Button charges to victory after rain plays havoc with grand prix

Jenson Button grabbed a dramatic win in the Canadian Grand Prix, which was plagued with atrocious weather conditions in Montreal yesterday.

Red Bull's world champion Sebastian Vettel was leading, after starting on pole position, when the race was red flagged and cars ordered to park on the starting grid as rain lashed the Circuit Gilles Villeneuve with just 24 of 70 laps completed.

As drivers climbed back into their cars rain continued fall, but officials determined that conditions had improved enough for a restart. The race was the first run in wet weather this season, making the twisting and challenging layout all the more treacherous.

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Race control for the Canadian Grand Prix opted to start behind the safety car for the 70-lap race. That came as a surprise, and a disappointment to a sell-out crowd, because the rain that had steadily fallen overnight and throughout the morning over Montreal finally relented around 30 minutes prior to the five red lights disappearing.

It basically meant the track was wet, with some standing water, but nothing drivers of this calibre cannot cope with.

With an air temperature of 20 degrees centigrade, relatively warm, there was the likelihood of the track drying out over the course of the race should no further rain fall.

The decision played into the hands of polesitter Vettel, the reigning champion spearheading the grid for the sixth time in seven races this season. It also deprived the fans of what would have been a spectacular start.

After two laps behind the safety car, Lewis Hamilton was asked for his opinion of the conditions, with the McLaren star from fifth on the grid replying: "They're fine. It's normal. Visibility is okay."

On lap four it was then announced the safety car would come in, and at the start of lap five Hamilton immediately tangled with Mark Webber in his Red Bull. Attempting to pass the Australian through the opening few corners, Hamilton tagged Webber, sending the 34-year-old spinning. The 26-year-old dropped to seventh, with Webber falling towards the rear, resulting in the stewards calling an investigation.

Although the Briton soon made up one place on team-mate Jenson Button, that was lost again on lap six when he made a mistake in running wide at the hairpin as he attempted to pass Nico Rosberg in his Mercedes. Further calamity followed at the end of lap seven going into eight as Hamilton sized up Button down the start/finish straight.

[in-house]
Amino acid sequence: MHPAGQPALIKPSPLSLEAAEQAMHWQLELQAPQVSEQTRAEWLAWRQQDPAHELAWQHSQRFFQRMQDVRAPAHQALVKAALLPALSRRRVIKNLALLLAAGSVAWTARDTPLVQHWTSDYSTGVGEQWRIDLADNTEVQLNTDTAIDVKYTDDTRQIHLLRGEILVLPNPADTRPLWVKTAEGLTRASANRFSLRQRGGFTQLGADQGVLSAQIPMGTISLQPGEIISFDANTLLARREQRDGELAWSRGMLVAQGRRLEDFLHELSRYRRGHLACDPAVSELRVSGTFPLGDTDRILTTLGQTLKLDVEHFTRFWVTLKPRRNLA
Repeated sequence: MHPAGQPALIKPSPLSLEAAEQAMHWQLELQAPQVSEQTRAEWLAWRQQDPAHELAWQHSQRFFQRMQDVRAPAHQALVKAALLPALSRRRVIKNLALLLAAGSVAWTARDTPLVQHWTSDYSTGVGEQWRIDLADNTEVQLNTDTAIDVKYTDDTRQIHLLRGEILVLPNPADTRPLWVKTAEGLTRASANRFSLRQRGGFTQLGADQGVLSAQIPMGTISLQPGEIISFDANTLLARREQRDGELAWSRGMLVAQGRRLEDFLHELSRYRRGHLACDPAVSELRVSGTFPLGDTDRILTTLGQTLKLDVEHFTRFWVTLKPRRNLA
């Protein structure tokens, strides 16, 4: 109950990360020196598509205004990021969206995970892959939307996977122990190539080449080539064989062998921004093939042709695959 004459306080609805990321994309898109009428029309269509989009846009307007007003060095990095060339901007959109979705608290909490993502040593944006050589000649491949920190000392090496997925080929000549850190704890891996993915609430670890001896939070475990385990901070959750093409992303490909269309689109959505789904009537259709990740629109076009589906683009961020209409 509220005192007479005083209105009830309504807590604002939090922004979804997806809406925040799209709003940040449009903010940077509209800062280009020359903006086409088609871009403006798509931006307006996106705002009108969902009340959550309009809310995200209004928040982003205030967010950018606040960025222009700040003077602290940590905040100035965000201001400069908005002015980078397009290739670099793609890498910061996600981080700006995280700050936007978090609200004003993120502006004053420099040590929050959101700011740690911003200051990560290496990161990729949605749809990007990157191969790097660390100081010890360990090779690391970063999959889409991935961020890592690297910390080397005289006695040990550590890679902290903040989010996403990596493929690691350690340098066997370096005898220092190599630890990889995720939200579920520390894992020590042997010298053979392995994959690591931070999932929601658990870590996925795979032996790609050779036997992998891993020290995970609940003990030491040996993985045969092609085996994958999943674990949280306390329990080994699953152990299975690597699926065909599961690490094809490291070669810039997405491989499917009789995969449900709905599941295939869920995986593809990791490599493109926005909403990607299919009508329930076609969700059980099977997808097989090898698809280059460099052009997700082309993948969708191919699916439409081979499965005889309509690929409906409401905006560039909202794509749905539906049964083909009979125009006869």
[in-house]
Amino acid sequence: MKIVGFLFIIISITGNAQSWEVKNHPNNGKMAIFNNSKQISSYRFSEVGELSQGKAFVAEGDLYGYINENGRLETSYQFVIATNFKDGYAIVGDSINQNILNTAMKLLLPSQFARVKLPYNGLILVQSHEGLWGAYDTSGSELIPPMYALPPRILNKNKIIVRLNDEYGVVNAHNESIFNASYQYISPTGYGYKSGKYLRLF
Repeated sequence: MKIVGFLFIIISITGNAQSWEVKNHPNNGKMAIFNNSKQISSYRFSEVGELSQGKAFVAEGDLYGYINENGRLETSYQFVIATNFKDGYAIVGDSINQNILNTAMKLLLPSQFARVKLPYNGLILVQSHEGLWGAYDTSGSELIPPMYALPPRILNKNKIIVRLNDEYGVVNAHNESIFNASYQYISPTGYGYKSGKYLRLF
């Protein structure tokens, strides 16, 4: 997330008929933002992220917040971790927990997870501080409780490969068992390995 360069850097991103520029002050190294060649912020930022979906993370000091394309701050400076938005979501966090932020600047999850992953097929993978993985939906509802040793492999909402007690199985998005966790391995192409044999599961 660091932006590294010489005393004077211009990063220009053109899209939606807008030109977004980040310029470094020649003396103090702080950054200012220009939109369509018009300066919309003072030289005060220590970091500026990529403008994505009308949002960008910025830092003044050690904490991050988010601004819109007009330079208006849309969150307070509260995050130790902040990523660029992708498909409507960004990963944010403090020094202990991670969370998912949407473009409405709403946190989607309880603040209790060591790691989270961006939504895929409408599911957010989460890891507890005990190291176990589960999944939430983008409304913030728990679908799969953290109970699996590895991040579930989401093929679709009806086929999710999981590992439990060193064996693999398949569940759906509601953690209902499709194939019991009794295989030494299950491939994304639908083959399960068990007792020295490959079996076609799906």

Hamilton pulled out to pass, only for Button to drift across on the racing line and squeeze his team-mate against the wall, his left-rear wheel hitting the concrete.

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Although Hamilton tried to continue, it was apparent the damage was too severe, and he eventually pulled over soon after, resulting in the deployment of the safety car.

Just prior to that Button screamed over the radio: "What was he doing?", with the incident forcing him into the pits, switching from full-wet tyres to intermediates.

Even with Hamilton forced into retirement, the stewards announced an investigation, as well as looking at a breach of safety car speed limit rules against the duo. After 12 laps, the safety car again returned, allowing the racing to commence, with Button running in 12th place.

Within seconds of the restart, stewards announced a drive-through penalty for Button, which he served immediately, relegating him towards the back of the field.

Button immediately began to scythe his way up the field, running in 11th after 16 laps, at which point a number of those ahead of him began to switch to inters.

Fernando Alonso in his Ferrari, running second, plus the Mercedes duo of Nico Rosberg and Michael Schumacher all went in. Within minutes, however, it proved to the wrong call as the rain grew in intensity to such an extent that the safety car was used for the third time, and with the race only 19 laps old.

Unsurprisingly, Button, Alonso, Rosberg and Schumacher all returned to the pits to take on full wets again.

Remarkably, as the safety car was touring round on lap 22, Vettel remarked that from turn nine, through the hairpin and up to turns 13 and 14 the circuit was "undriveable".

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In a further transmission on the following lap, he noted that while he could see, as leader, those behind would be unable to, leading to likely aquaplaning and accidents. With Button then complaining of the woeful conditions, it was no surprise when the red flag came out and the race was stopped at the end of lap 24. But the Englishman went on a dramatic charge after the restart to seal an fine win.